The Justice Department’s own studies on recidivism—inmates committing new crimes after their release—are the foundation of these concerns. One such study is referenced in the Post article to alleviate anxiety about the release, with Justice officials highlighting the finding “that the recidivism rate for offenders who were released early after changes in crack-cocaine sentencing guidelines in 2007 [were] not significantly different from offenders who completed their sentences.” Since there is no difference, the implication is that there is no real threat from returning prisoners. But left unsaid is the striking reality of just how high is that actual rate of re-offending, for either group of prisoners.

In the referenced U.S. Sentencing Commission study, 43.3 percent of crack offenders released early following a 2007 change in crack sentencing guidelines reoffended within five years. Applying this percentage to the 6,000 inmates due to be released early predicts that, at a minimum, 2,600 crimes will be committed in the next five years. Extrapolating to the 46,000 inmates proposed for release jumps that estimate to over 19,900 crimes.

These estimates, however, are likely on the low end when we examine the results of a broader Department of Justice study of recidivism rates for former state prison inmates (the vast majority of the U.S. prison population). This state prison study examined recidivism rates for “drug offenders,” a broader category compared to the crack-offender study, but more in line with the “drug offender” population the federal system will be releasing. (Despite the often repeated myth, it should be noted that neither federal nor state prisons are populated with those whose primary offense is simply using drugs. In fact, in the federal prison system, another DOJ study revealed that 91.4 percent of inmates convicted of drug offenses were in reality drug traffickers.)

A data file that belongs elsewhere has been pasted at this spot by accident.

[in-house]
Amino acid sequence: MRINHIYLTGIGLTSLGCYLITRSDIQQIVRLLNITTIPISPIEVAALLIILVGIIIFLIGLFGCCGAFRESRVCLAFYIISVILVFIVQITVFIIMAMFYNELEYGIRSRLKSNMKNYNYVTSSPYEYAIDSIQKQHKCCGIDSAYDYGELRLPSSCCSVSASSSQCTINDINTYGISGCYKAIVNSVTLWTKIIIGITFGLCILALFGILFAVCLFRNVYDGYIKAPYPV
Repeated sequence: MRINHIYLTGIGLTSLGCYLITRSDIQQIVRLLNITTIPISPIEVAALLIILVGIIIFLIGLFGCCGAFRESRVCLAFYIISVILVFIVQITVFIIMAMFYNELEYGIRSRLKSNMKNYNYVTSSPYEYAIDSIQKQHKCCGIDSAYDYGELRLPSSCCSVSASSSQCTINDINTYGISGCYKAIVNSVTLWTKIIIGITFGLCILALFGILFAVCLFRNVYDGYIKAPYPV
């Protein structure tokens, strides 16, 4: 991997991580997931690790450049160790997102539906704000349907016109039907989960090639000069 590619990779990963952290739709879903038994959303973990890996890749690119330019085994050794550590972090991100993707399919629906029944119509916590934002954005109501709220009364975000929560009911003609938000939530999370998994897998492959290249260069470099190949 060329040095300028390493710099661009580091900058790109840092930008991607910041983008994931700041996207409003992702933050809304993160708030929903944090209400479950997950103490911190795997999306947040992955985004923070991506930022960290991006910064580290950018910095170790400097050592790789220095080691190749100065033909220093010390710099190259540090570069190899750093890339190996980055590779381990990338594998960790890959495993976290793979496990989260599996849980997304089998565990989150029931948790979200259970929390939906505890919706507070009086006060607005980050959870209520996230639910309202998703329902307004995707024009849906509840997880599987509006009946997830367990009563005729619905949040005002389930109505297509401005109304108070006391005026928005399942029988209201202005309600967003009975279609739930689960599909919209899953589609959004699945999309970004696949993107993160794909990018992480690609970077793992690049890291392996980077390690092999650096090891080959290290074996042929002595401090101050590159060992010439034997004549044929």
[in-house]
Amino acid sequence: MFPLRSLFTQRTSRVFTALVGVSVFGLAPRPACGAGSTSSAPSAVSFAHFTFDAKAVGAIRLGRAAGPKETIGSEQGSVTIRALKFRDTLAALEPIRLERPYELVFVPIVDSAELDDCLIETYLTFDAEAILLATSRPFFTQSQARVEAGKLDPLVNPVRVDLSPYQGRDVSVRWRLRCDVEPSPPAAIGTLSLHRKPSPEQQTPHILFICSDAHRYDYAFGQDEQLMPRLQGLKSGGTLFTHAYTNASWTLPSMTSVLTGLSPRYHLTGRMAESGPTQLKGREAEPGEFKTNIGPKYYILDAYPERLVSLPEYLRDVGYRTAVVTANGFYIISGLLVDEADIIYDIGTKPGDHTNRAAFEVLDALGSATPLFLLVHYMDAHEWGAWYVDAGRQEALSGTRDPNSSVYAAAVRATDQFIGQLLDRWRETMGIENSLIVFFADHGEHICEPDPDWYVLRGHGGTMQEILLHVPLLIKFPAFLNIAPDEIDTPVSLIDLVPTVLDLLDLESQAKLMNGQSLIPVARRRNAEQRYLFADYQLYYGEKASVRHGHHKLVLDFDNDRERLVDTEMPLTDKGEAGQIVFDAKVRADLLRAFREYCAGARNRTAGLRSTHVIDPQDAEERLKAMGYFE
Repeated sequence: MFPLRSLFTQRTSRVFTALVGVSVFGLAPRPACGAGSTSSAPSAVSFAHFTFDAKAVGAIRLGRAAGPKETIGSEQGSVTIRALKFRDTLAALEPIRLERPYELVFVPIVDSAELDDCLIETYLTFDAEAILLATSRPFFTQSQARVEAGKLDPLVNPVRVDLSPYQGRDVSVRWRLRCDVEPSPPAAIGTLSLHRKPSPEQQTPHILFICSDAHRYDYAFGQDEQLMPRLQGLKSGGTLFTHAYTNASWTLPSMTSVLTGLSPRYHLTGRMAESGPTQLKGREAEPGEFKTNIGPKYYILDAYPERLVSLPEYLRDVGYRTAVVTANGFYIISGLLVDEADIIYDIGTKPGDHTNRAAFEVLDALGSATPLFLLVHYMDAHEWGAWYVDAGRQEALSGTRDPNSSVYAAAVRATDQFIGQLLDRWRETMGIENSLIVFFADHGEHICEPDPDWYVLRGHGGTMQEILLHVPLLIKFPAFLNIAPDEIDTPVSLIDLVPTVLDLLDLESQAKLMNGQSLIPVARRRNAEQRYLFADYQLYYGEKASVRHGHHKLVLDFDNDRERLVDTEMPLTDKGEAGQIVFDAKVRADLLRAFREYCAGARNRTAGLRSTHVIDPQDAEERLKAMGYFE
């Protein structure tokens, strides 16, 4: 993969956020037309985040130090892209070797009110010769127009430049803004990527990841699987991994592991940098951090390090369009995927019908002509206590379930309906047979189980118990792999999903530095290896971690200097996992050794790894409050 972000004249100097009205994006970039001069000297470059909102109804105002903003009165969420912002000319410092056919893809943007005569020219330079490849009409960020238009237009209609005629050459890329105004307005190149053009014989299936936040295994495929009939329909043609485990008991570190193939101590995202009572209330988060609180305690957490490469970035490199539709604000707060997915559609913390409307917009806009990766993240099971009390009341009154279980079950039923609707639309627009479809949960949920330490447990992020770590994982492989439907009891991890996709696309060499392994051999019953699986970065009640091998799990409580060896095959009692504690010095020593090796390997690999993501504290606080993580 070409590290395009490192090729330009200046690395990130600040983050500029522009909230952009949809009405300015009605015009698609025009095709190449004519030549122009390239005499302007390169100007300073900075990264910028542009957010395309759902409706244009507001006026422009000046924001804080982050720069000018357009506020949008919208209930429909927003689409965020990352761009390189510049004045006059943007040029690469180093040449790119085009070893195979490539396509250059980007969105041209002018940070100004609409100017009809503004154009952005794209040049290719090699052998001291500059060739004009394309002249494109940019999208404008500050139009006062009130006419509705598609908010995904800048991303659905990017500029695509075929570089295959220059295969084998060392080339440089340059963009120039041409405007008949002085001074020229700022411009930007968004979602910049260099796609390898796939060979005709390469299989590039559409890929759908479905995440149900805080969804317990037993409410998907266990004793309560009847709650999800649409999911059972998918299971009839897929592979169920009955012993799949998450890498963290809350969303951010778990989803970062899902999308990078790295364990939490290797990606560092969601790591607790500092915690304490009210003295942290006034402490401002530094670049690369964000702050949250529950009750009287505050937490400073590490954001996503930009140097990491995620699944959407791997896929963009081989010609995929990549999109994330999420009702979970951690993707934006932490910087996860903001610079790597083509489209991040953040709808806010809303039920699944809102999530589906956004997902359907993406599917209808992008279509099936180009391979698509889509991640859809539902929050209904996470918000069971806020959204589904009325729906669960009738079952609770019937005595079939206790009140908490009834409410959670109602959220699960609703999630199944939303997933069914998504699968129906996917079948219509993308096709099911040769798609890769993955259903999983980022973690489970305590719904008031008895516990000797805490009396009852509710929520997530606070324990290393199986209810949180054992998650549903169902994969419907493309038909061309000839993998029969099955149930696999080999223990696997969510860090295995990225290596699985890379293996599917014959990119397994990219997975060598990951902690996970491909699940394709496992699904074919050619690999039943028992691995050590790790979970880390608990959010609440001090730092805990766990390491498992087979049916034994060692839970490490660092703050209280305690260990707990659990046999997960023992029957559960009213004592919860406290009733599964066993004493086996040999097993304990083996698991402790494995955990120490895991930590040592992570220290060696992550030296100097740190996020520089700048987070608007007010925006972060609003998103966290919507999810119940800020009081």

The Justice recidivism report showed that within five years of release, 77 percent of drug offenders in the state system had committed new crimes. When this percentage is applied to the initial 6,000 and broader 46,000 proposed for release, there is the potential for over 4,600 and 35,000 new crimes committed, respectively, in the next five years. And keep in mind that these are crimes for which the recidivists are caught. As common sense and experience have shown, not every crime committed results in an arrest. Exact estimates on crimes committed versus crimes for which the offender is arrested vary and are difficult to establish with precision, but one can be assured that far more crimes are committed than there are arrests for crimes. In reality, “clearance rates” for serious crimes show that for violent crimes, less than one half of all criminal victimizations result in an actual conviction, while only 19 percent of property crimes are “solved” by a conviction.